Last Updated:Friday - 09/24/2010
March 6, 2000
A sharp decline in civil behaviour
SPECIAL TO THE WCR
On a CBC Radio forum about youth violence, a retired teacher spoke about how intensely he dislikes today's society, and how much better things were when he began teaching in 1948. "People had values then," he said.
A teenager promptly took the microphone to argue that young people today do indeed have values.
There was unintended irony in the example he cited to illustrate his point; that he and his school friends raised money to help a classmate who became an unwed mother. Not to say that this act of charity wasn't commendable, but I think easy acceptance of schoolgirl motherhood is part of the values depreciation the older gentleman lamented.
I wasn't born yet in 1948, but I do remember that the society I grew up in during the 1950s and '60s had a values consensus much preferable to what obtains today. I don't like Canadian society much these days either.
The praiseworthy values I recall included a dominant ethos of personal honour and honesty, high standards of sexual propriety, family loyalty, respect for order, other people and for oneself - something different from today's imbecile notion of "self-esteem" without merit or qualification. People did not always succeed in living up to these values, but nearly everyone affirmed them as ideals.
What changed? Behind the erosion of standards lay a concatenation of interwoven factors which were already quietly at work during the 1940s and '50s. - nascent television-culture being a salutary example.
However a prime agent of our social decay has been the popular but erroneous ideological notion that people should be protected from consequences. This assertion may spring from generous good intent, but it is based in sentimentality and weakness. Seeking to eliminate all unpleasant consequences is not necessarily a good thing.
If you put your hand on a hot stove, you will suffer a burn. That is an inevitable consequence governed by objective physical order, and it would be nonsensical to argue that there is anything "cruel" or "unjust" about it. We either accommodate ourselves to being careful around hot objects or we get burned.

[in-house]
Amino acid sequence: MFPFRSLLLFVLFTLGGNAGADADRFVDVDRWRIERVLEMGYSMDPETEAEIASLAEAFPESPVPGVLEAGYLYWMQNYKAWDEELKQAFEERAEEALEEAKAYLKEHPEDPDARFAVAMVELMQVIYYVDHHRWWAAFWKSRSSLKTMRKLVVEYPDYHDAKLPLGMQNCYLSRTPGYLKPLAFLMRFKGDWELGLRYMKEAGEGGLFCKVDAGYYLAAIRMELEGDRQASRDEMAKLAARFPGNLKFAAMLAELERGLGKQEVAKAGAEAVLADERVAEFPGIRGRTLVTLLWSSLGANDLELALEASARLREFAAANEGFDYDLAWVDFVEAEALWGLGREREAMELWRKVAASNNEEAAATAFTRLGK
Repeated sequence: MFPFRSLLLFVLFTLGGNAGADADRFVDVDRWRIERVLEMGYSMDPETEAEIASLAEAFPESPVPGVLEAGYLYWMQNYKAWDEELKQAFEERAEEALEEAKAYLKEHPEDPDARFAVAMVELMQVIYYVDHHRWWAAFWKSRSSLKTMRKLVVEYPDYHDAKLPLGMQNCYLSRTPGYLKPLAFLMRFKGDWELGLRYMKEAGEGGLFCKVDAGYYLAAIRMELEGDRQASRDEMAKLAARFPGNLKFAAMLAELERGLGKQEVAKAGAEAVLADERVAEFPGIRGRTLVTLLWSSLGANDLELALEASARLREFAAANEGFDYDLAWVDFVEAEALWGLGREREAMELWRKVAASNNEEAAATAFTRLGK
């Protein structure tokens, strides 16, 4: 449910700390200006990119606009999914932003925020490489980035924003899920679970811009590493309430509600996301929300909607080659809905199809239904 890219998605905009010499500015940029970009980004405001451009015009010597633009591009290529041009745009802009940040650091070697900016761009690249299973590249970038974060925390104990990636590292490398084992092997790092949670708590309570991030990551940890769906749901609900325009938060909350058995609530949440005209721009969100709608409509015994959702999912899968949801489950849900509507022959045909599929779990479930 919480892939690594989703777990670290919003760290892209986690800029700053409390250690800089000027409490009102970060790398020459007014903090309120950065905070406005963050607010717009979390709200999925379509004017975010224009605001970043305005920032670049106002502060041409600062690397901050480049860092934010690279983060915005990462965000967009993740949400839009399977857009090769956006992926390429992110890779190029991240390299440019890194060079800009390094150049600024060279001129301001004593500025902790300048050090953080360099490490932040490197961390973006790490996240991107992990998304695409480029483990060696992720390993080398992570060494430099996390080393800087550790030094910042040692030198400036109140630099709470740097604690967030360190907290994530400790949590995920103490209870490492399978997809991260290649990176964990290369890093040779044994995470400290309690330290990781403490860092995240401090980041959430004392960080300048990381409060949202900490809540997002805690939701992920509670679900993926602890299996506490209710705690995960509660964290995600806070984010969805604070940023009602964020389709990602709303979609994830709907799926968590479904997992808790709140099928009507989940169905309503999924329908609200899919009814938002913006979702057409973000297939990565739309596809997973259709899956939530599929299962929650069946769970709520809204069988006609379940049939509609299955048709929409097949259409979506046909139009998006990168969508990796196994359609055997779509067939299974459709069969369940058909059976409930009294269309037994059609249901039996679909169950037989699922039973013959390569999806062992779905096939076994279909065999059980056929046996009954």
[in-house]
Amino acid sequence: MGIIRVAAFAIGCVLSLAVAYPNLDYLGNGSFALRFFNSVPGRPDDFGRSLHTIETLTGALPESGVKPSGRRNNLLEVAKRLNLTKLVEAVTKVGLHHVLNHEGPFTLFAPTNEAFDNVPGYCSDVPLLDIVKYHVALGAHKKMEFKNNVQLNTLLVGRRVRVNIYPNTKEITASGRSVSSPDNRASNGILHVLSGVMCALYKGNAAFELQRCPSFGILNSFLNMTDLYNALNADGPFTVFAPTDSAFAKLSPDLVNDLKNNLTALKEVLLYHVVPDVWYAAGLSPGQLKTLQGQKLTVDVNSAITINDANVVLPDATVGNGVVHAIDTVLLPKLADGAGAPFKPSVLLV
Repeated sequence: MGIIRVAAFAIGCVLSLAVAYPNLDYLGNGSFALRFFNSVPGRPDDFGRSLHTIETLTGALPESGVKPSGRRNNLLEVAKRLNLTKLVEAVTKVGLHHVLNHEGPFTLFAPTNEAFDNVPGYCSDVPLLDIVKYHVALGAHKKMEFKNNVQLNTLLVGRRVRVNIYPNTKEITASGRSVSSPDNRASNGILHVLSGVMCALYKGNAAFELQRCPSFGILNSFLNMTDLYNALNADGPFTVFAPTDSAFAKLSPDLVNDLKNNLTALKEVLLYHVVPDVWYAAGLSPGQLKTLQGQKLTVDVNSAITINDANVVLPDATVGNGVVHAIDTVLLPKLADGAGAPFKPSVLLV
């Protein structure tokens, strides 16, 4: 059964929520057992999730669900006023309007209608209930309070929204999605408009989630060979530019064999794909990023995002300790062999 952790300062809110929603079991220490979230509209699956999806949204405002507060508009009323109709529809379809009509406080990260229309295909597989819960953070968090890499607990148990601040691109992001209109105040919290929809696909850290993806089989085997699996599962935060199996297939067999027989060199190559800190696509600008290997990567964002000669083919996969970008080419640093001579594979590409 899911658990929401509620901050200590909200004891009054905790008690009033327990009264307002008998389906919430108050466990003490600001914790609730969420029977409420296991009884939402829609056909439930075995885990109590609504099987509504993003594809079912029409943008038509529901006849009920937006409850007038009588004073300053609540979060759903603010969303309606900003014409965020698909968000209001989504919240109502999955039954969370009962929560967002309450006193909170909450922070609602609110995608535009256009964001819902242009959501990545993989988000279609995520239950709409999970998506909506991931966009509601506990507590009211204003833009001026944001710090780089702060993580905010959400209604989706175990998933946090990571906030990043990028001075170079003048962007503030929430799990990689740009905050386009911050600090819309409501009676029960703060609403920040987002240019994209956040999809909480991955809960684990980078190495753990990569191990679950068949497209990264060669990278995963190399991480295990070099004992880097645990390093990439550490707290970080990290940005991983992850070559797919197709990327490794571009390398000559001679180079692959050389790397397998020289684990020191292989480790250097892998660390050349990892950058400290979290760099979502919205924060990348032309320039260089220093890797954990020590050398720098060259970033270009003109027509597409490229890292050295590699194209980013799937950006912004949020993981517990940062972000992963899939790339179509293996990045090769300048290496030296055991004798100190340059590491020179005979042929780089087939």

There is also an objective moral order, however much liberal humanists strive to deny it, and painful consequences result when that order is ignored or defied. These consequences may indeed be hard and unpleasant, but they are no more "cruel" or "unfair" than getting burned when the physical order pertaining to temperatures is ignored.
Consequences are a good thing in general, although they may well be unpleasant or painful in the particular, because they impose an equilibrium rebalancing when natural laws - physical or moral - are breached. Attempting to defy these natural laws is always destructive and ultimately futile.
For at least the past 40 years, our governments and culture-makers have preoccupied themselves with protecting people from consequences of not only ill fortune, but also their own willful misconduct. They have sought to accommodate moral and economic failure without moving to address first causes.
Result: Kids can goof off in school and still count on getting "social promotions" and eventually graduating. Various governments' promiscuous distribution of material aid with no demand for reciprocal responsibility fosters long-term welfare dependency and rewards indolence.
Teenage girls can get pregnant with the knowledge that the state will provide them with either an abortion or welfare support. Teenage murderers are back on the streets in three to five years with no permanent criminal record. Children under 13 can commit any crime without worrying about significant legal consequences at all.
Has this systematic exercise in pain avoidance resulted in a better society and a better life for Canadians? Is your neighbourhood a better, more civil place to live? Do you feel safer on the streets? Is there less violent crime? Is the estate of the inner city and rural underclasses any less harsh?
Are kids happier and safer than they were 30 years ago? Are rampant levels of abortion and teen pregnancy a desirable thing? Are the products of our educational system more literate and skilled? Any honest observer would be obliged to answer most or all of these questions with a resounding "No!"
In his book The Trap, British financier Sir James Goldsmith notes that: "the money spent on poverty programs since the 1960s could have bought the entire assets of all the Fortune 500 companies, plus virtually all U.S. farmland." And what do the social engineers have to show for their prodigality with public funds?
Consider this: The astronomical rise in government spending on social programs and the ascendancy of social engineering policies designed to protect people from the natural consequences of unwise and self-destructive behaviours has pretty much tracked the decline in civility, decency and public safety over the same time period.
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